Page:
In United States v. Trotta, 401 F.2d 514 (4th Cir. 1968), cert. denied, 394 U.S. 908, 89 S. Ct. 1019, 22 L.Ed.2d 219 (1969) it was held that a search of an automobile was sufficiently contemporaneous with an arrest although it was continued after the defendants were taken from the scene.Summary of this case from Kirkpatrick v. Cox
Nos. 11587, 11868.
Argued June 17, 1968.
Decided September 27, 1968. Certiorari Denied March 10, 1969. See 89 S.Ct. 1019.
Richard J. Tavss, Norfolk, Va. (Court-appointed counsel) [Sacks, Sacks Tavss, Norfolk, Va., on brief] for appellant Anthony Thomas Trotta.
Andrew S. Fine, Norfolk, Va. (Court-appointed counsel) [Fine, Fine, Legum Fine, Norfolk, Va., on brief] for appellant John Anthony Genovese.
Alfred D. Swersky, Asst. U.S. Atty. (C.V. Spratley, Jr., U.S. Atty., on brief) for appellee.
Before HAYNSWORTH, Chief Judge, and CRAVEN and BUTZNER, Circuit Judges.
The evidence strongly tends to show that defendants Trotta and Genovese passed and attempted to pass counterfeit money at two restaurants in Norfolk, Virginia. At Doumar's Drive-In, Trotta attempted to pay for Coca-Colas with a ten-dollar bill which the waiter refused as counterfeit. Trotta represented the bill as genuine, saying that he had obtained it from the First National Bank. While Trotta attempted to pass the bill, his companion was waiting in a black and white Cadillac, bearing a Miami souvenir plate, in which both men left the scene. On the same night at the Charco-Burger Restaurant another waiter accepted a ten-dollar bill, later determined to be counterfeit and introduced at trial, in payment for Coca-Colas; when he noticed that the bill looked "funny," he showed it to a fellow employee, Sanderson. Sanderson went to the parking lot and asked the customer, identified as Genovese, about the bill. Genovese's representation was similar to Trotta's: that he had obtained the bill from the First National Bank, and that it had gotten wet. Sanderson also testified that while he talked with Genovese, another man was waiting in a black and white Cadillac with a Miami souvenir plate on the front. The Norfolk police were summoned to the Charco-Burger. They determined that the bill was counterfeit and, while there, received word that a similar bill had been passed at a nearby pharmacy. Soon thereafter, a black and white Cadillac bearing a Miami souvenir plate was discovered parked on a Norfolk street and was placed under surveillance. A short time later Genovese and Trotta approached the car, entered it, and began backing up. At that point, the police arrested both men and began a search of the car. As soon as the men had been frisked and warned of their rights, they were taken away, but the search of the car continued. After the departure of Genovese and Trotta, but within forty-five to sixty minutes, the search produced an envelope containing counterfeit bills and a paper bag of genuine currency.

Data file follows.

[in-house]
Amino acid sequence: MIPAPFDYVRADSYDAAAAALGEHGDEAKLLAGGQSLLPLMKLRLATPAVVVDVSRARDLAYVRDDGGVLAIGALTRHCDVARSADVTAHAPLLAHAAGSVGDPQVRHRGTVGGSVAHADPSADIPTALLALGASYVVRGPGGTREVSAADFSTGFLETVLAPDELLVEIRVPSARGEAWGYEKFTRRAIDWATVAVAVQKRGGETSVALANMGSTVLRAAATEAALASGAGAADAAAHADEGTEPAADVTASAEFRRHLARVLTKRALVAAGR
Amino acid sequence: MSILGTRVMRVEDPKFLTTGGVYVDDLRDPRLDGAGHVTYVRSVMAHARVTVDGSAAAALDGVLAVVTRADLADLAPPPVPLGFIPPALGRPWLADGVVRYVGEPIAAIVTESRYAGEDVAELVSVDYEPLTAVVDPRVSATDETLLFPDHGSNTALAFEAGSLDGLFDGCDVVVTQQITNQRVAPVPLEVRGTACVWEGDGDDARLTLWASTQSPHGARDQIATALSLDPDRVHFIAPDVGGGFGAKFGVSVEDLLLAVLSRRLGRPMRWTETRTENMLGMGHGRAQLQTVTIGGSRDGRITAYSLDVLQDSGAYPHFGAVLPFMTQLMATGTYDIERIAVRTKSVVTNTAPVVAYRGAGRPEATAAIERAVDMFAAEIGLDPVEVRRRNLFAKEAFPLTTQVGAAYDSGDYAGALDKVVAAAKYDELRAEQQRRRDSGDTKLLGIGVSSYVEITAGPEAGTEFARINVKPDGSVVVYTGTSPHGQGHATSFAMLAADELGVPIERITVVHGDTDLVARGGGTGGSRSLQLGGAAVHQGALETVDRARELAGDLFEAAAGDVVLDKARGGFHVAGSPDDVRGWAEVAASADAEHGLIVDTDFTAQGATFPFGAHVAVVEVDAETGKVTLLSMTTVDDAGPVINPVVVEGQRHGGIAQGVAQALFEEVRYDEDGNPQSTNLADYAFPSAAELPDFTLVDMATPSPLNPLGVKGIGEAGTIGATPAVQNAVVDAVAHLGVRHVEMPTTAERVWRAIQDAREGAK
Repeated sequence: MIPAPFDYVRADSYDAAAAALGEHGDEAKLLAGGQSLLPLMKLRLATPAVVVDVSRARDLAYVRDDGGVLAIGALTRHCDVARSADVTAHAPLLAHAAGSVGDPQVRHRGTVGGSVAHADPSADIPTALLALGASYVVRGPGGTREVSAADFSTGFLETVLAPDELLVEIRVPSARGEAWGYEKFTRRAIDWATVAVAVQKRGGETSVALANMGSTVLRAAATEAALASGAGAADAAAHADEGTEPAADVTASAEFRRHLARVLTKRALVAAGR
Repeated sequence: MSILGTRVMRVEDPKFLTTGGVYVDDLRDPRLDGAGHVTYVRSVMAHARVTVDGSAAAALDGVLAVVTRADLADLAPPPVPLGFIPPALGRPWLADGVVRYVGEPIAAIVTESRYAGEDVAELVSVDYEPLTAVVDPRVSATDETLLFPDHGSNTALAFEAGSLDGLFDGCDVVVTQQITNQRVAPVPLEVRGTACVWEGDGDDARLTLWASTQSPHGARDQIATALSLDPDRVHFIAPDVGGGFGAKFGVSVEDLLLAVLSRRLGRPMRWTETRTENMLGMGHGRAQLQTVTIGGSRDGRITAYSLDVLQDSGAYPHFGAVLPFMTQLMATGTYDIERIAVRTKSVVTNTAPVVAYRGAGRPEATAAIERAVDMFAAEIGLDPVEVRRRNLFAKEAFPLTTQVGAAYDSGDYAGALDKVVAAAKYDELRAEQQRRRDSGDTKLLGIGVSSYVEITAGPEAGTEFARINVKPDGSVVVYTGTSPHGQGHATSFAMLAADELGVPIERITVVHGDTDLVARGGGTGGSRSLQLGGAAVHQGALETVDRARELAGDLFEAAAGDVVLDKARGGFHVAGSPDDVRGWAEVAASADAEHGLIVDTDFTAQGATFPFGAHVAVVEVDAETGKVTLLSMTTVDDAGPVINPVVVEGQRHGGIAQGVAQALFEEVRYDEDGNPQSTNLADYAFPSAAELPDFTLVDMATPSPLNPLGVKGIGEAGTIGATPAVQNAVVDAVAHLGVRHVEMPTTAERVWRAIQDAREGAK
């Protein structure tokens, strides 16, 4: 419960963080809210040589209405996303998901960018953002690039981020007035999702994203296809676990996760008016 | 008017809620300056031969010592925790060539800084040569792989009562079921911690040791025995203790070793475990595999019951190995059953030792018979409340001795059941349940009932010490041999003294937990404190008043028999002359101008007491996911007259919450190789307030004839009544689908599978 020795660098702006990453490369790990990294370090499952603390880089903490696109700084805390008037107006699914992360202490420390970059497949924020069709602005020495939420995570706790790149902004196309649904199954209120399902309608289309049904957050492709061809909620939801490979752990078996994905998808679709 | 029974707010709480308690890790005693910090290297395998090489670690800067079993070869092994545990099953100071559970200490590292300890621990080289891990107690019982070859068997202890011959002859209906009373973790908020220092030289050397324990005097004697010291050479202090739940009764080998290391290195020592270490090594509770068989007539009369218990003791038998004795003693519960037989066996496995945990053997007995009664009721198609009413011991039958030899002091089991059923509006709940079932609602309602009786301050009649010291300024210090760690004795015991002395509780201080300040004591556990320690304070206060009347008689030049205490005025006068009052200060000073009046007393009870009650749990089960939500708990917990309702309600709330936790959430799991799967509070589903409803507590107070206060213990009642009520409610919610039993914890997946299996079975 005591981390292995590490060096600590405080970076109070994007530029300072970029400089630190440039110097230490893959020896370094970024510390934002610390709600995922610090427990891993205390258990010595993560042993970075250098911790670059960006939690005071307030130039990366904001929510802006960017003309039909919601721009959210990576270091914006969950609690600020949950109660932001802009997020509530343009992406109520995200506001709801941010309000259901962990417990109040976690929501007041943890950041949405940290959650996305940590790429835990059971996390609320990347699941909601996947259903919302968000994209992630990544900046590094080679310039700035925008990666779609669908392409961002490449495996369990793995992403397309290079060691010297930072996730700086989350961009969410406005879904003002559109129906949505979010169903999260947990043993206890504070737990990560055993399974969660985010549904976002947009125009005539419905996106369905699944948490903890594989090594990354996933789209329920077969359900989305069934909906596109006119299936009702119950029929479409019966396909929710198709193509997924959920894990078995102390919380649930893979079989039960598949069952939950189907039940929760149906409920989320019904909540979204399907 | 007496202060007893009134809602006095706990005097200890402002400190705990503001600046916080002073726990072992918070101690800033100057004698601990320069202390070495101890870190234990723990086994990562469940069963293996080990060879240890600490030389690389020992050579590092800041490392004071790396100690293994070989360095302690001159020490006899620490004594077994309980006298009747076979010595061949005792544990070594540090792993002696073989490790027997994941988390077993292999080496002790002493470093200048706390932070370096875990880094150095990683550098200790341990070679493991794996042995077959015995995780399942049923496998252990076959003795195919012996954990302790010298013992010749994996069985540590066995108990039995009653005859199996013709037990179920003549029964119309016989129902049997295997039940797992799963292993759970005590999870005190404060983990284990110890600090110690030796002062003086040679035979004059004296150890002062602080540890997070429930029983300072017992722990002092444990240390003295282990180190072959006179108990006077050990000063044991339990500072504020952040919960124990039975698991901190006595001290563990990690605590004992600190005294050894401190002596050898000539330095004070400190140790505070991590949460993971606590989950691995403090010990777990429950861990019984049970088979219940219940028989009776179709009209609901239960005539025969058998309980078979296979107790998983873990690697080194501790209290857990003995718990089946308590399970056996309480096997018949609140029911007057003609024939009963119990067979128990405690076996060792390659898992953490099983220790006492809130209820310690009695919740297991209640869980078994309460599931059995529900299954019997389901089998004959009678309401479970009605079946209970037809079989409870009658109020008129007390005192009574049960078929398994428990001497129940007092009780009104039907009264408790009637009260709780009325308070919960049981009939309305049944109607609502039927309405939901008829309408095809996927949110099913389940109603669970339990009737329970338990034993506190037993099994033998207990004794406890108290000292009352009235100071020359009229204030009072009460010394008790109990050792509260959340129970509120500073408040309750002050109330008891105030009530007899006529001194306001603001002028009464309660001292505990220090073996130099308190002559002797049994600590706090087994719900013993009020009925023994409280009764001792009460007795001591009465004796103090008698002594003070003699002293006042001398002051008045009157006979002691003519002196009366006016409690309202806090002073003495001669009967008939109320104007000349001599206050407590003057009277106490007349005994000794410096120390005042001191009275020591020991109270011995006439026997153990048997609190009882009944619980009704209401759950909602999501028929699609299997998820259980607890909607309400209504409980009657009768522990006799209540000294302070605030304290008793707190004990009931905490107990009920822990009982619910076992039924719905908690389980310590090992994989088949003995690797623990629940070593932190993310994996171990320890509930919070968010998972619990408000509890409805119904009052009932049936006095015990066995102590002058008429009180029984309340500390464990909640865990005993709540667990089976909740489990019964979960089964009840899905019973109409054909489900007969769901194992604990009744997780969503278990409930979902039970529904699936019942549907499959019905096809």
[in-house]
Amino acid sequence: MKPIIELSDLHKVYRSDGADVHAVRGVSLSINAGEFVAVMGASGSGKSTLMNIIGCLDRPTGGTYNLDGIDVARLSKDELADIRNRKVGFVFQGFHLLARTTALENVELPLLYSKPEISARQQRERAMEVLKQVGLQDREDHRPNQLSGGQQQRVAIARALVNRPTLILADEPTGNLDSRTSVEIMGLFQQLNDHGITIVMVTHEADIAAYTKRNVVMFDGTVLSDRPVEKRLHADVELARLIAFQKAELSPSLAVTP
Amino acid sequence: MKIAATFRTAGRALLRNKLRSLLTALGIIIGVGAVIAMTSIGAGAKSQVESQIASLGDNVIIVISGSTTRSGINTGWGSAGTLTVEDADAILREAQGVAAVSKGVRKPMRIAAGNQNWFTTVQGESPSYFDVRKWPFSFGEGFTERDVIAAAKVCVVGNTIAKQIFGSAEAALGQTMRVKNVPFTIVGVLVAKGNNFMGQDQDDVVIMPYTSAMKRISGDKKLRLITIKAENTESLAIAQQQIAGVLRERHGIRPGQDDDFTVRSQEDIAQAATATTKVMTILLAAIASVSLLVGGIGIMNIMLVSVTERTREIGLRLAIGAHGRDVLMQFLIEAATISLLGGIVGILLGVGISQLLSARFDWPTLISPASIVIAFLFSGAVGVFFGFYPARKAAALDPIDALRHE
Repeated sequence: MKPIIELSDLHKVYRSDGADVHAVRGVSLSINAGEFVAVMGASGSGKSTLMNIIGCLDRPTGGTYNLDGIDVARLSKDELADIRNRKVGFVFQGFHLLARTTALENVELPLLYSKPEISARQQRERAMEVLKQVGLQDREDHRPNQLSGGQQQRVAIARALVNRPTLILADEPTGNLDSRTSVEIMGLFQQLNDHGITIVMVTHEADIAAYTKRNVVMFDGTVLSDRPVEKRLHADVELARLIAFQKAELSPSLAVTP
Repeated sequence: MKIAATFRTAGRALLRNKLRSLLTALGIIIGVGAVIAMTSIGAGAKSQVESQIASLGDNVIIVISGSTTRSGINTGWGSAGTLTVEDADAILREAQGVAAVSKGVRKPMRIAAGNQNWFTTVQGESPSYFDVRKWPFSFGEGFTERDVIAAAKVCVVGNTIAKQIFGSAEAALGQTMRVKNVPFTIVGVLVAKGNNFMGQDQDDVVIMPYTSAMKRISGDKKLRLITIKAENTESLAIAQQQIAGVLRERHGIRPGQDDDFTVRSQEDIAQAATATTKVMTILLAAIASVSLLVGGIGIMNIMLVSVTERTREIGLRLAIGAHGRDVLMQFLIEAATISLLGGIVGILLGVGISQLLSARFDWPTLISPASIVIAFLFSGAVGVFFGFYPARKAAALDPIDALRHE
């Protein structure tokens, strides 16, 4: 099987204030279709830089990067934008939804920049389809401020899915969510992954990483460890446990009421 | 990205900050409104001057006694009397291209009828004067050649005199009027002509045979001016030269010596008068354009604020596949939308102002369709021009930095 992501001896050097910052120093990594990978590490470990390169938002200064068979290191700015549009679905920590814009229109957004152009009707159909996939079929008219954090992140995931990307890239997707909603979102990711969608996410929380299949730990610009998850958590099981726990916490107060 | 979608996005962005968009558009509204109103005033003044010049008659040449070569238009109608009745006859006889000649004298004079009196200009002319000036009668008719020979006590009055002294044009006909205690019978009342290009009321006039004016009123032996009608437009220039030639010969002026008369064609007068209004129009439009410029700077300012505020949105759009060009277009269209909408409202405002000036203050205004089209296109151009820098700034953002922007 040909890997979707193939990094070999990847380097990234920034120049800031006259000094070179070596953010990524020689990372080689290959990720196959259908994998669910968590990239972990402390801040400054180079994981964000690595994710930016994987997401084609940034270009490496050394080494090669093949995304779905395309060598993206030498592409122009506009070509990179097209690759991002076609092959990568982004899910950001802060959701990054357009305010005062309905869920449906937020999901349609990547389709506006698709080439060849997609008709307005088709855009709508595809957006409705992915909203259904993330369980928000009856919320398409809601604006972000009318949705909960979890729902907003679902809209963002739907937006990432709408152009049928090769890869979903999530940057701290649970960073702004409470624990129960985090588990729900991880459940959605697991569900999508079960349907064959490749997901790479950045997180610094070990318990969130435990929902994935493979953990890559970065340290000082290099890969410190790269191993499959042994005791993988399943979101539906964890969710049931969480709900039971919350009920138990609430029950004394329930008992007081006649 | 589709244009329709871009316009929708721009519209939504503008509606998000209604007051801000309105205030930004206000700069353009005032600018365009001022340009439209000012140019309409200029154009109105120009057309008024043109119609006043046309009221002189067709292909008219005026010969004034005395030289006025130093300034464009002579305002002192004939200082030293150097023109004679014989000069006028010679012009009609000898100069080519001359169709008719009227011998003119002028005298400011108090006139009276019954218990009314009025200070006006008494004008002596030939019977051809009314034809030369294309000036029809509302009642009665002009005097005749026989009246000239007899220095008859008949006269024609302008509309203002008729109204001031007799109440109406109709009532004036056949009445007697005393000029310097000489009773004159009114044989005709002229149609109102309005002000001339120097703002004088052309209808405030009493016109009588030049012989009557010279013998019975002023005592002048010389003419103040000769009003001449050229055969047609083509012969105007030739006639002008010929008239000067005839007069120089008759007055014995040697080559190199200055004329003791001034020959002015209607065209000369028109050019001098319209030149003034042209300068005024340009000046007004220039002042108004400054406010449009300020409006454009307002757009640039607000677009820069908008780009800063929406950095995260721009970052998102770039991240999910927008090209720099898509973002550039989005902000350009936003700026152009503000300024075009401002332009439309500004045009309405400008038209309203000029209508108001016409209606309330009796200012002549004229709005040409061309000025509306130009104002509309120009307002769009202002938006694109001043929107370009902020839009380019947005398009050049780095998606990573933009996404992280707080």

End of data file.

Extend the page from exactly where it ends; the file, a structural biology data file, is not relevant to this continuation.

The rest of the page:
The defendants' assertion that the warrantless search of their car was illegal is, we think, wholly without merit. In Preston v. United States, 376 U.S. 364, 84 S.Ct. 881, 11 L.Ed.2d 777 (1964), and Cooper v. State of California, 386 U.S. 58, 87 S.Ct. 788, 17 L.Ed.2d 730 (1967), cars were searched after the defendants had been arrested and after the cars had been taken into custody and removed from the scene. In Preston the Court pointed out that the search was "too remote in time or place to have been made as incidental to the arrest", and held the search illegal. 376 U.S. at 368, 84 S.Ct. at 884. However, it was made quite clear that the right of the police, without a search warrant, to make a contemporaneous search pursuant to a lawful arrest "extends to things under the accused's immediate control * * * and, to an extent depending on the circumstances of the case, to the place where he is arrested." 376 U.S. at 367, 84 S.Ct. at 883. In Cooper, on the other hand, the search was upheld on the basis of its being "closely related to the reason petitioner was arrested, the reason his car had been impounded, and the reason it was being retained." 386 U.S. at 61, 87 S.Ct. at 791.
In the instant case, we think the search was sufficiently contemporaneous with the arrest, notwithstanding the fact that the defendants were removed from the scene while the search was in progress. See Morris v. Boles, 386 F.2d 395 (4th Cir. 1967); Crawford v. Bannan, 336 F.2d 505 (6th Cir. 1964). Moreover, the search was closely related to the offense for which the defendants were arrested, and the officers were charged by statute with a duty to seize the car. 49 U.S.C.A. § 782. See United States v. Haith, 297 F.2d 65 (4th Cir. 1961). Nor is it of controlling importance that the officers might have delayed their search until they procured a search warrant. Cooper reaffirmed the holding of United States v. Rabinowitz, 339 U.S. 56, 66, 70 S.Ct. 430, 94 L.Ed. 653 (1950), that the "relevant test is not whether it is reasonable to procure a search warrant, but whether the search was reasonable." Cooper v. State of California, 386 U.S. at 62, 87 S. Ct. at 791.